A glimmer of hope shone through!

I tired simply renaming the file. Bingo! Hosted, embedded video!

Taking it one step further, it turns out that if I simply redefine the MIME type for mov from video/quicktime to video/mp4 and amend the plugin code to allow the .mov extension through, then all is shiny!

W00t – iPad-generated videos, uploaded straight to the wiki can now be embedded in the wiki pages. Result!

I am a happy geek 🙂

2013
06/10

Category:
Computing

TAG:

COMMENTS:
Comments Closed

RaspBMC FTW!

I already loved my little RaspberryPi – so far, I’ve

  • played classic games on it
  • brushed up my bash-scripting and general Linux-y knowledge
  • and of course used it in school as an extra-curricular programming environment (Python against MinecraftPi, anyone?).

But it’s also had a fair amount of use as a media player (I use the rather fabulous, IMO, RaspBMC distro) – from videos on our NAS box, to catch-up TV (thanks to a minimal amount of Googling) and then using tvcatchup.com’s plugin to watch live TV. This evening, I’ve also managed to get Google Music to play flawlessly, playing (and occasionally paused) happily for several hours.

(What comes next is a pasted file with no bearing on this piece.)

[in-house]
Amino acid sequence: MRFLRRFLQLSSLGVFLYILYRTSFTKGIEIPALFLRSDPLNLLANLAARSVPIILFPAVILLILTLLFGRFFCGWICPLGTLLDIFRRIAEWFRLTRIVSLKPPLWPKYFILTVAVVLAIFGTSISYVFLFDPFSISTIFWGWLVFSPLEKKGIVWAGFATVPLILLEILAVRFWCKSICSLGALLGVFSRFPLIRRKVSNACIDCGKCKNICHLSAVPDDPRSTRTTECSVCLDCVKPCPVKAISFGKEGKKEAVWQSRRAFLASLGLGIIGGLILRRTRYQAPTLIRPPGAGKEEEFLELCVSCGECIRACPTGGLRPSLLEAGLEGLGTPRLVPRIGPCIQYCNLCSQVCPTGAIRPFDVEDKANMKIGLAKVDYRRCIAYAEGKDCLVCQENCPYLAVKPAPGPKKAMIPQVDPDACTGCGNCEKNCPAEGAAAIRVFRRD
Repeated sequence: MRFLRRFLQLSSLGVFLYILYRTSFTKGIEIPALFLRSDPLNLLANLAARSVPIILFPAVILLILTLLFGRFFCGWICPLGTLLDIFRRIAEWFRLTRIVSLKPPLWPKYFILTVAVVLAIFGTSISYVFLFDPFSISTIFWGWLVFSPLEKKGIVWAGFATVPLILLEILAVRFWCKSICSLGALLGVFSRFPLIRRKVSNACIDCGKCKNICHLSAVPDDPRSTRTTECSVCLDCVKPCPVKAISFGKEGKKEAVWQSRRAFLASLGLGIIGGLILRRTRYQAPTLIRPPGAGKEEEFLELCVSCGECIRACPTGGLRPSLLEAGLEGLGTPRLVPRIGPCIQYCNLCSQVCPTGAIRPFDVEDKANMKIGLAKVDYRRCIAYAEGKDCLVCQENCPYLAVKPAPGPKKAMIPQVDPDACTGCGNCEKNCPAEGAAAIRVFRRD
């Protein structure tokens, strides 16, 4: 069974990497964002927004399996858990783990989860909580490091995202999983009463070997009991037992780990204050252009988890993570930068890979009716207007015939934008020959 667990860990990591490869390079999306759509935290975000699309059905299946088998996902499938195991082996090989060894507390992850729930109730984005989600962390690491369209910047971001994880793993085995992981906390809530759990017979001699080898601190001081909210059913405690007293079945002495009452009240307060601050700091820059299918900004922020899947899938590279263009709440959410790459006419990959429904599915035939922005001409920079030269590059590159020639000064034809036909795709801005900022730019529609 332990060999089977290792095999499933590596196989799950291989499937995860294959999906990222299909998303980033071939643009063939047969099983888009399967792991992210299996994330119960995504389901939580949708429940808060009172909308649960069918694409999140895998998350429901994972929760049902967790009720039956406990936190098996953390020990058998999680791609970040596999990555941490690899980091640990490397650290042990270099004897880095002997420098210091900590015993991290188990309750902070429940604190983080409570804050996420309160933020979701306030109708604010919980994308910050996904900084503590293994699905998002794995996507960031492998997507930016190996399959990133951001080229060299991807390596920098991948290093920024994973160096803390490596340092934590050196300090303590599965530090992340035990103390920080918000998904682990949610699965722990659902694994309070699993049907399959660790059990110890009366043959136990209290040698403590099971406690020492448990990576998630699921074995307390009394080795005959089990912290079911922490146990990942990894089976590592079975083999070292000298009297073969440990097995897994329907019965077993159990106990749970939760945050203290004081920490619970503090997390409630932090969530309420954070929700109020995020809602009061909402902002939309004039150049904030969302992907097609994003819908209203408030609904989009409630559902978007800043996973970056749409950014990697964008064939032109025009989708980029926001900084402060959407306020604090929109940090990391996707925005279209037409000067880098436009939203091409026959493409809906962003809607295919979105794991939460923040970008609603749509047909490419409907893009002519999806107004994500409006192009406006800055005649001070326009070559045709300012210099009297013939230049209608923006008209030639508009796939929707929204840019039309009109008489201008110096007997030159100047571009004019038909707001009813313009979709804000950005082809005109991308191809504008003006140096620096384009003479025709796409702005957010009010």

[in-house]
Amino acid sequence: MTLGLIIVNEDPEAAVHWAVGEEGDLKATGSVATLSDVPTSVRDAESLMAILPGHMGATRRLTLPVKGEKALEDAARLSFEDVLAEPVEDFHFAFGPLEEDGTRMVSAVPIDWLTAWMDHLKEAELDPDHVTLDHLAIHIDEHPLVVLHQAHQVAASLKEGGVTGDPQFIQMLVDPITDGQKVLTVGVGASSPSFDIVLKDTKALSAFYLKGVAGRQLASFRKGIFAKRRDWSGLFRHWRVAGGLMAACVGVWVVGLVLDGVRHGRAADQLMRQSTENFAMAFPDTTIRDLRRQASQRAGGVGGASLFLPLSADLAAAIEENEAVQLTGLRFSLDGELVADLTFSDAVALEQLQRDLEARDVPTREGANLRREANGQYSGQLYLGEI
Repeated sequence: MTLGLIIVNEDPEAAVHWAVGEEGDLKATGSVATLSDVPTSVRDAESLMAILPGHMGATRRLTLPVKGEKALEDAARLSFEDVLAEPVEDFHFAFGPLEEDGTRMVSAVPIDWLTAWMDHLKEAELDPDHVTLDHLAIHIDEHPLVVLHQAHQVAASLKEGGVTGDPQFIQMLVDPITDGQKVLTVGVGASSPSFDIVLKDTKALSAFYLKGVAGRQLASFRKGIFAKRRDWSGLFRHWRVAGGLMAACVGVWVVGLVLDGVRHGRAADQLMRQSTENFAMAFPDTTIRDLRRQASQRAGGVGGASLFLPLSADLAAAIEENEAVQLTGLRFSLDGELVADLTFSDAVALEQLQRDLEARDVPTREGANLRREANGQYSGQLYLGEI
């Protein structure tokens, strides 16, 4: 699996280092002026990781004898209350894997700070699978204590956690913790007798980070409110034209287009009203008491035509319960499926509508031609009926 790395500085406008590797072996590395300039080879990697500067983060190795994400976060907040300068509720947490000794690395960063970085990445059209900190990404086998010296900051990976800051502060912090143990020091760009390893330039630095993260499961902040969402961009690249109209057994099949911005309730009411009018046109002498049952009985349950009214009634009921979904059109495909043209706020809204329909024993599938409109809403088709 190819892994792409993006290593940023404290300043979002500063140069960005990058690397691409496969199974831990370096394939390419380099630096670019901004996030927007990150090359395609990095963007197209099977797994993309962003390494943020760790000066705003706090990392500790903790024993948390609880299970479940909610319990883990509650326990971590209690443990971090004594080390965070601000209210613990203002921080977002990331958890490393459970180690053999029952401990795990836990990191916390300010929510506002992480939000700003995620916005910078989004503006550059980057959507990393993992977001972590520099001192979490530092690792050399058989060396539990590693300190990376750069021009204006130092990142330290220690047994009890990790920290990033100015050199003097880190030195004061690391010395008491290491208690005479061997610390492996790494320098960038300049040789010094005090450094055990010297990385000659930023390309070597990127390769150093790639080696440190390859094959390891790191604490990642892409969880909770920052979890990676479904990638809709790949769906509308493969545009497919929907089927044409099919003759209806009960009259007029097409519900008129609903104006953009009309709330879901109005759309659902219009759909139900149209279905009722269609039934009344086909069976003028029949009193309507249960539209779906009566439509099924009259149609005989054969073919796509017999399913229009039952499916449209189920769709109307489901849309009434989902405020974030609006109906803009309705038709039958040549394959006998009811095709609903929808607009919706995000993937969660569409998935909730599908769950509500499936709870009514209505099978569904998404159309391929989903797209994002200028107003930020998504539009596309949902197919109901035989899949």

I am a happy geeky-bunny!

2013
05/24

Category:
Computing

TAG:




COMMENTS:
Comments Closed

Programming on an iPad

Just a quick jotting to mark the occasion of my first real programming success in an iPad. Rather chuffed, really, that it all worked out as hoped and seriously impressed with the software involved.

So, then, to details – what have I achieved? Nothing too spectacular in terms of visible results, but I’ve managed to get the Minecraft Pi Python API into the Pythonista app (by means of copy/paste as there seems to be no way to import code from, say, DropBox) and then quickly code a simple class that uses the API, connects to a running instance and posts a chat message.

Like I said, nothing too glamorous, but it proved the idea – now on to some more exciting ideas. I’m going to aim for the tried-and-tested platform that follows the player around, so you can never fall. Then, who knows? The sky is, as ever, the limit 🙂

2013
03/19

Category:
Computing
Teaching

TAG:



COMMENTS: